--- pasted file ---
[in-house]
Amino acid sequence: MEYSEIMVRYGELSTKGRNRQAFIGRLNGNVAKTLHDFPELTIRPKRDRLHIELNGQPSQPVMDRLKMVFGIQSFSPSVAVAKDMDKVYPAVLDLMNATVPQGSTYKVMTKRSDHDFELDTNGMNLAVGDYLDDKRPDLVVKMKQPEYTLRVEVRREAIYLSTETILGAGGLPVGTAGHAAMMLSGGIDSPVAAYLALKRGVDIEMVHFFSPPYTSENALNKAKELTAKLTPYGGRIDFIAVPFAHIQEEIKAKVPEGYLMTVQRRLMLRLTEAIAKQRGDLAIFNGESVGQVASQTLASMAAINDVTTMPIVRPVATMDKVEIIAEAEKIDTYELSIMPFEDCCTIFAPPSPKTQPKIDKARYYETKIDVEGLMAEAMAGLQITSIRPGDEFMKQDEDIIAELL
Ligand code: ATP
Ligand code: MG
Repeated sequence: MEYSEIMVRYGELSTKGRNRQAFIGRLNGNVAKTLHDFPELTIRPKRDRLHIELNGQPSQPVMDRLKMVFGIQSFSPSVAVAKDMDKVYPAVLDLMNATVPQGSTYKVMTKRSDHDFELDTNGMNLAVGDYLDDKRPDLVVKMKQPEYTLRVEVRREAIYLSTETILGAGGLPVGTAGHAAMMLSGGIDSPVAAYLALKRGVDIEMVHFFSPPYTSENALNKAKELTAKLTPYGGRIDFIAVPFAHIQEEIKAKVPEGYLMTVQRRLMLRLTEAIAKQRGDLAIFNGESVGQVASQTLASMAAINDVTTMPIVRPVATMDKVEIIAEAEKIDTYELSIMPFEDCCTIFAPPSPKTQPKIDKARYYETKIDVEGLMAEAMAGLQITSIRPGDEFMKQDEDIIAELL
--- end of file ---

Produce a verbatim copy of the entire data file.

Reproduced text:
[in-house]
Amino acid sequence: MEYSEIMVRYGELSTKGRNRQAFIGRLNGNVAKTLHDFPELTIRPKRDRLHIELNGQPSQPVMDRLKMVFGIQSFSPSVAVAKDMDKVYPAVLDLMNATVPQGSTYKVMTKRSDHDFELDTNGMNLAVGDYLDDKRPDLVVKMKQPEYTLRVEVRREAIYLSTETILGAGGLPVGTAGHAAMMLSGGIDSPVAAYLALKRGVDIEMVHFFSPPYTSENALNKAKELTAKLTPYGGRIDFIAVPFAHIQEEIKAKVPEGYLMTVQRRLMLRLTEAIAKQRGDLAIFNGESVGQVASQTLASMAAINDVTTMPIVRPVATMDKVEIIAEAEKIDTYELSIMPFEDCCTIFAPPSPKTQPKIDKARYYETKIDVEGLMAEAMAGLQITSIRPGDEFMKQDEDIIAELL
Ligand code: ATP
Ligand code: MG
Repeated sequence: MEYSEIMVRYGELSTKGRNRQAFIGRLNGNVAKTLHDFPELTIRPKRDRLHIELNGQPSQPVMDRLKMVFGIQSFSPSVAVAKDMDKVYPAVLDLMNATVPQGSTYKVMTKRSDHDFELDTNGMNLAVGDYLDDKRPDLVVKMKQPEYTLRVEVRREAIYLSTETILGAGGLPVGTAGHAAMMLSGGIDSPVAAYLALKRGVDIEMVHFFSPPYTSENALNKAKELTAKLTPYGGRIDFIAVPFAHIQEEIKAKVPEGYLMTVQRRLMLRLTEAIAKQRGDLAIFNGESVGQVASQTLASMAAINDVTTMPIVRPVATMDKVEIIAEAEKIDTYELSIMPFEDCCTIFAPPSPKTQPKIDKARYYETKIDVEGLMAEAMAGLQITSIRPGDEFMKQDEDIIAELL